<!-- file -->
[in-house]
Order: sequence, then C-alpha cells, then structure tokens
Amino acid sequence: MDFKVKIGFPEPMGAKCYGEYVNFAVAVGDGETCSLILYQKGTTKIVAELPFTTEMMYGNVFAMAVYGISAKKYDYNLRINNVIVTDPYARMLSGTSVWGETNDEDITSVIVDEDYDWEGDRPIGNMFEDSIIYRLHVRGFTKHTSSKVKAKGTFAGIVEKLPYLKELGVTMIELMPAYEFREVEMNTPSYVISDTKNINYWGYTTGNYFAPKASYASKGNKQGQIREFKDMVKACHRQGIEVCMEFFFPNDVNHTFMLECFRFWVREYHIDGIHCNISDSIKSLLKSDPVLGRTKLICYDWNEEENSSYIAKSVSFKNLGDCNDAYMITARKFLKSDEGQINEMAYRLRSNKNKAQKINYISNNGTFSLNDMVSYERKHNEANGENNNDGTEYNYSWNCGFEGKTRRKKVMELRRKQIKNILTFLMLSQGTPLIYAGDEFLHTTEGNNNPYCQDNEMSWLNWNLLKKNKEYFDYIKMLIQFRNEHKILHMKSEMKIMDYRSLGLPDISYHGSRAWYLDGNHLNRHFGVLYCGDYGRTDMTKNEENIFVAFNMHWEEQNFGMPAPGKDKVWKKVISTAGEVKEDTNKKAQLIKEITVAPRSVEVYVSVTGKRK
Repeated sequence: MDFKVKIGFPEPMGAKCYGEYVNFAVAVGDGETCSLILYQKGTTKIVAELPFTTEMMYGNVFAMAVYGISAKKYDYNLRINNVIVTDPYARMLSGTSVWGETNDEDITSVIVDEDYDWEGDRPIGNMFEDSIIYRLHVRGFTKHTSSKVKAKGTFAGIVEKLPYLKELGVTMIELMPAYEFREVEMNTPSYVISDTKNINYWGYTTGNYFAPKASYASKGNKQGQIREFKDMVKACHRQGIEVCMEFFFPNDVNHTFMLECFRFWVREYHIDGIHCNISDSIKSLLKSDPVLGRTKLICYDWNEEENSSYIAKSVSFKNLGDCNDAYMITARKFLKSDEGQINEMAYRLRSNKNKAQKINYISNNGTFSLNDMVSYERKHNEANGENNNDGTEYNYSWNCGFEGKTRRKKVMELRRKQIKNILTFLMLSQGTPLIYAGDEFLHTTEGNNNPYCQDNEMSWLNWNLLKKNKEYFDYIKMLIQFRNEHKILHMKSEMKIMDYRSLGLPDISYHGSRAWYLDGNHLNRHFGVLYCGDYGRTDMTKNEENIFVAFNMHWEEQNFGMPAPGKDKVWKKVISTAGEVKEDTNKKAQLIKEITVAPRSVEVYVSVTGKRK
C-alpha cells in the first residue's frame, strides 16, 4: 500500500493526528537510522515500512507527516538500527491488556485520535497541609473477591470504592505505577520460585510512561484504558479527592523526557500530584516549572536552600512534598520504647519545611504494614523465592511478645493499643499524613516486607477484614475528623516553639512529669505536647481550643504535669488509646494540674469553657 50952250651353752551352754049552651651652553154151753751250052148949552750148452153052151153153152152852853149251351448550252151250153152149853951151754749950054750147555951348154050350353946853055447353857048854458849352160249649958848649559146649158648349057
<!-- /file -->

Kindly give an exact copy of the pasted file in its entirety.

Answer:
[in-house]
Order: sequence, then C-alpha cells, then structure tokens
Amino acid sequence: MDFKVKIGFPEPMGAKCYGEYVNFAVAVGDGETCSLILYQKGTTKIVAELPFTTEMMYGNVFAMAVYGISAKKYDYNLRINNVIVTDPYARMLSGTSVWGETNDEDITSVIVDEDYDWEGDRPIGNMFEDSIIYRLHVRGFTKHTSSKVKAKGTFAGIVEKLPYLKELGVTMIELMPAYEFREVEMNTPSYVISDTKNINYWGYTTGNYFAPKASYASKGNKQGQIREFKDMVKACHRQGIEVCMEFFFPNDVNHTFMLECFRFWVREYHIDGIHCNISDSIKSLLKSDPVLGRTKLICYDWNEEENSSYIAKSVSFKNLGDCNDAYMITARKFLKSDEGQINEMAYRLRSNKNKAQKINYISNNGTFSLNDMVSYERKHNEANGENNNDGTEYNYSWNCGFEGKTRRKKVMELRRKQIKNILTFLMLSQGTPLIYAGDEFLHTTEGNNNPYCQDNEMSWLNWNLLKKNKEYFDYIKMLIQFRNEHKILHMKSEMKIMDYRSLGLPDISYHGSRAWYLDGNHLNRHFGVLYCGDYGRTDMTKNEENIFVAFNMHWEEQNFGMPAPGKDKVWKKVISTAGEVKEDTNKKAQLIKEITVAPRSVEVYVSVTGKRK
Repeated sequence: MDFKVKIGFPEPMGAKCYGEYVNFAVAVGDGETCSLILYQKGTTKIVAELPFTTEMMYGNVFAMAVYGISAKKYDYNLRINNVIVTDPYARMLSGTSVWGETNDEDITSVIVDEDYDWEGDRPIGNMFEDSIIYRLHVRGFTKHTSSKVKAKGTFAGIVEKLPYLKELGVTMIELMPAYEFREVEMNTPSYVISDTKNINYWGYTTGNYFAPKASYASKGNKQGQIREFKDMVKACHRQGIEVCMEFFFPNDVNHTFMLECFRFWVREYHIDGIHCNISDSIKSLLKSDPVLGRTKLICYDWNEEENSSYIAKSVSFKNLGDCNDAYMITARKFLKSDEGQINEMAYRLRSNKNKAQKINYISNNGTFSLNDMVSYERKHNEANGENNNDGTEYNYSWNCGFEGKTRRKKVMELRRKQIKNILTFLMLSQGTPLIYAGDEFLHTTEGNNNPYCQDNEMSWLNWNLLKKNKEYFDYIKMLIQFRNEHKILHMKSEMKIMDYRSLGLPDISYHGSRAWYLDGNHLNRHFGVLYCGDYGRTDMTKNEENIFVAFNMHWEEQNFGMPAPGKDKVWKKVISTAGEVKEDTNKKAQLIKEITVAPRSVEVYVSVTGKRK
C-alpha cells in the first residue's frame, strides 16, 4: 500500500493526528537510522515500512507527516538500527491488556485520535497541609473477591470504592505505577520460585510512561484504558479527592523526557500530584516549572536552600512534598520504647519545611504494614523465592511478645493499643499524613516486607477484614475528623516553639512529669505536647481550643504535669488509646494540674469553657 50952250651353752551352754049552651651652553154151753751250052148949552750148452153052151153153152152852853149251351448550252151250153152149853951151754749950054750147555951348154050350353946853055447353857048854458849352160249649958848649559146649158648349057